Finally, we sincerely believed, going into 2000, that only tech stocks were capable of making big money. It was the bizarro version of the classic Peter Lynch method (buying only the stocks of companies we know) combined with a bizarro version of the Warren Buffett method (buying tech “brands,” then holding them or buying more over time). This produced a portfolio of stocks we thought we knew that went down every day beginning in March. And so we bought more. We bought more of the Covads and the Rhythms and the Northpoints because they installed our nifty DSL lines that made us trade faster. We bought more Gateway and Dell because we liked our computers. We bought more Ericsson and Motorola because we liked our cell phones! And we were slaughtered every time.

None of this would have happened if the Federal Reserve hadn’t taken action. Year 2000 had to be the first federally mandated bear market in history. But what’s a Fed to do? We had this glaring lesson of Japan staring us in the face every day, where, in 1989, the most prosperous nation on earth, if we use stock-market valuations, sank into a still-continuing depression that probably rivals that of the thirties in this country. Margin buying was at the root of the Great Japanese Depression. Near the height of their stock-market bubble, earnest Japanese brokers would call me at my hedge fund and say, “We are taking up the railroads tonight; you can buy 30,000 shares of Tokyo Rail at 300 yen and sell it at 350 yen tomorrow.” It was that simple.

“Why bother to even do the trade?” I would joke back. “Just deduct the commission and send me the proceeds.” They wouldn’t even laugh. That’s just what they were doing. So the Federal Reserve jacked up rates six times in succession and raised the cost of anything borrowed. The effect, not clear initially, was to create a most inhospitable climate for renting stocks with borrowed money, which is all that people were doing anyway. You needed to borrow the money to own the hundreds of stocks that traded in the 200s and 300s, and when they fell below the levels where your collateral was safe, you got sold out in a hurry. Because of those hikes, you were forced out of tech with the same gusto with which you dove into it. Anyone who switched from tech to nontech, literally anything nontech, made fabulous money in 2000. Phillip Morris bested all of the Dow stocks. Anything in your fridge or your pantry crushed anything in your personal computer or on the Net. In fact, we had a wild bull market in 2000 in everything from drug stocks and oil equities to the good old utilities and transports. Some of these stocks hit new highs every single day in the last months of the year even as tech stumbled, faltered, and crumbled into oblivion. This was the year when my mother-in-law’s ossified 1967-vintage portfolio, filled with the Niagara Mohawks and the Southern Energys, crushed the sharpies at Putnam OTC Emerging Growth and Pilgrim Baxter.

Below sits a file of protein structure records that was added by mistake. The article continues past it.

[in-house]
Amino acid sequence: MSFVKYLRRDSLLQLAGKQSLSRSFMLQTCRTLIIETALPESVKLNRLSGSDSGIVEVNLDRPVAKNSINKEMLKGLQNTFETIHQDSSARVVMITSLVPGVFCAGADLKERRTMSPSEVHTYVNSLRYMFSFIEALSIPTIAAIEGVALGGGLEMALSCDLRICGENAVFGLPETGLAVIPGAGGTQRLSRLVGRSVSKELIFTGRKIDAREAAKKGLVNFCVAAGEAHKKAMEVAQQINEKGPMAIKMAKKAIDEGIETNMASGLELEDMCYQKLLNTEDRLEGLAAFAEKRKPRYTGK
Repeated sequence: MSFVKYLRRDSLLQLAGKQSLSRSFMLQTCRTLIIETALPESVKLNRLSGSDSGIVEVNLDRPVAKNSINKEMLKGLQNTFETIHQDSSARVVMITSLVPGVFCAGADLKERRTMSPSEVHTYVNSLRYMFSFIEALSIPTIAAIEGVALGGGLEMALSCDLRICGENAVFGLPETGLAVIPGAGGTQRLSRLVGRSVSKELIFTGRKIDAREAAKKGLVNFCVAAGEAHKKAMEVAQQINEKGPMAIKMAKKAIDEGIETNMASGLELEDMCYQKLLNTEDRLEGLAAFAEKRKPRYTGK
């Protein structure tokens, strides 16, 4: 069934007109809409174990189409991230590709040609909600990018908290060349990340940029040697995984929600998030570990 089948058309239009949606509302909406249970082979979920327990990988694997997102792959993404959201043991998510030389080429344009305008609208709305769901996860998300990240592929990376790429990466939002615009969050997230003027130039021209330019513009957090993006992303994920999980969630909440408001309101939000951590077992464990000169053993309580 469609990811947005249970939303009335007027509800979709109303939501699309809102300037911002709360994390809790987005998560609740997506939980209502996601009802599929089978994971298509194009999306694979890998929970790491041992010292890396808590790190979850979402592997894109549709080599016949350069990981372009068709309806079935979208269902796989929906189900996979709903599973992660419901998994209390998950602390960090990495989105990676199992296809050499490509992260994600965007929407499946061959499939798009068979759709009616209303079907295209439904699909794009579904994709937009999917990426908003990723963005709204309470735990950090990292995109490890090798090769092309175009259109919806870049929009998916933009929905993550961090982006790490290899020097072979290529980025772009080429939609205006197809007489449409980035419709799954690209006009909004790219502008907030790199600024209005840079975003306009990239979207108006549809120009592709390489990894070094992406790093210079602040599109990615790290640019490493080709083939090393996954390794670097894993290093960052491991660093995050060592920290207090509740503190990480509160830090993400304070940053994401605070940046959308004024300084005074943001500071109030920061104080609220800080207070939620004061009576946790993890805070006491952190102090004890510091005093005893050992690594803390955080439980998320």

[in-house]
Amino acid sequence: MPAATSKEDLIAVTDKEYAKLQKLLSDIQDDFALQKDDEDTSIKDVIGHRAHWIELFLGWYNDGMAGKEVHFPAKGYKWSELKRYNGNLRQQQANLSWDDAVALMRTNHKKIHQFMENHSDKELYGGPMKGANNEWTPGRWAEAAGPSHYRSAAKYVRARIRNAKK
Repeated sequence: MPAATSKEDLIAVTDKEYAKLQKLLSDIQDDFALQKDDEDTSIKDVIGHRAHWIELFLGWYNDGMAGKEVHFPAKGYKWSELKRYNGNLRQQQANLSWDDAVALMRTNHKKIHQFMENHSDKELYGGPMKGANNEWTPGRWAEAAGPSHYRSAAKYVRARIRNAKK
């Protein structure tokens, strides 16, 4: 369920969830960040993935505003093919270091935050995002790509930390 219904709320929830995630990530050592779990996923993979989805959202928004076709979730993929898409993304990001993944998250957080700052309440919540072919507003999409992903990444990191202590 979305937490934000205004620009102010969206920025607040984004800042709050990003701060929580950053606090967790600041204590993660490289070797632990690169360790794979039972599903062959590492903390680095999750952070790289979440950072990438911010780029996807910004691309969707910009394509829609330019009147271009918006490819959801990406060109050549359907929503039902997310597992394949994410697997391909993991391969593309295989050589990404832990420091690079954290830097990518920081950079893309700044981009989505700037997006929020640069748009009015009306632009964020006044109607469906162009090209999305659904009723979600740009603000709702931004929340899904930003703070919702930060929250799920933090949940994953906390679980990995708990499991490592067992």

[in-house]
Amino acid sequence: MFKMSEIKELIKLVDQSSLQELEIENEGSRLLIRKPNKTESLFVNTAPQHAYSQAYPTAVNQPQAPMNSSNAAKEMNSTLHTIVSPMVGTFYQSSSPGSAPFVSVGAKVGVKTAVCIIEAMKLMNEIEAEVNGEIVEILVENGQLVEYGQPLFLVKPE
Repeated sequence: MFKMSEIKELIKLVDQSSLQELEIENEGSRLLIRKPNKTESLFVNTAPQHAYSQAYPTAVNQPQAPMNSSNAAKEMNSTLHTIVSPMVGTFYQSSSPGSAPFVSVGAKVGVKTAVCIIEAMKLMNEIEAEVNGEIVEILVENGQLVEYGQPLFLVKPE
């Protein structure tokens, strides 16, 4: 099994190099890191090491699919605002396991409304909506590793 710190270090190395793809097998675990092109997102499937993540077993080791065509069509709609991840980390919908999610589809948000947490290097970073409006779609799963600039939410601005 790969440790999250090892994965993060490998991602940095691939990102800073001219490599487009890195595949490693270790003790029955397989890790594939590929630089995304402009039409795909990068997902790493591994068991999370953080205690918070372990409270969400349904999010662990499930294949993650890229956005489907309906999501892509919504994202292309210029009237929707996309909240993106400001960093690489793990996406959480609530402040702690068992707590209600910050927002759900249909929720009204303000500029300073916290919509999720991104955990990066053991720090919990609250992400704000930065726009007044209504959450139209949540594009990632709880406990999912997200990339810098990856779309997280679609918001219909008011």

Then again, who didn’t? And will it be the same in 2001? The year began with a bang as the Fed aggressively eased interest rates. (The interest rates on your credit card won’t come down, but what the banks pay for the money they’re lending you will. And as they make more money, they become freer about lending money, which eventually makes all of us freer with our money … and that is supposed to restimulate the economy.)

So can we stick with those mundane winners of the second half of 2000? Or must we return to beaten-down technology, betting on a revival because the stocks are so darned low now? I wish it were that easy. I wish I could just tell you to plunk your money down on the values that the fourth-quarter selling created.

No can do. Two little problems stop me: earnings and stock price. Put simply, the earnings of technology companies are still plummeting, and the stock prices, if you back out through all of those years of splits, are still much higher than we thought. A stock like CMGI, which might seem so cheap at $5, is really closer to $100 without the splits. That’s an unholy combination of high expectations that must be dashed and high prices that must come down.

Wall Street is a silly place. Analysts will only recommend a stock if they expect up earnings year after year. But the recession in tech is so great that many companies will report negative “comparisons.” These “difficult compares,” as they are known in the business, will give way to the delightful “easy compares” in the second half of the year. That’s when I want to pounce on the group. Patience, another term that was rarely confused with brains during the heady days, may be your best friend when it comes to tech.

So what should we buy now?
How about the stocks that do well whether the economy improves or not? Can we just stick with Pepsi and Phillip Morris and Merck, to name three standouts from 2000? Can’t we continue to ride the United Healthcares and the General Mills’s? Listen carefully.

Now that Alan Greenspan has taken his foot off the brakes and begun to force interest rates down, you want exposure to the stock market. When the Federal Reserve eases, two things occur: The psychology toward investing goes from being absurdly negative to being ridiculously positive, and companies that use short-term borrowed money – banks, auto, and retail – soar. Some of this action had already been anticipated. We saw a surge in the bank stocks, and the lowly retailers roared back into action in the last few weeks of the year.

The auto stocks, crushed by the worst karma I have ever seen in my investing lifetime, will start working again as the Feds get the economy back into gear. I love Ford. And General Motors too, but not with quite the same undying passion.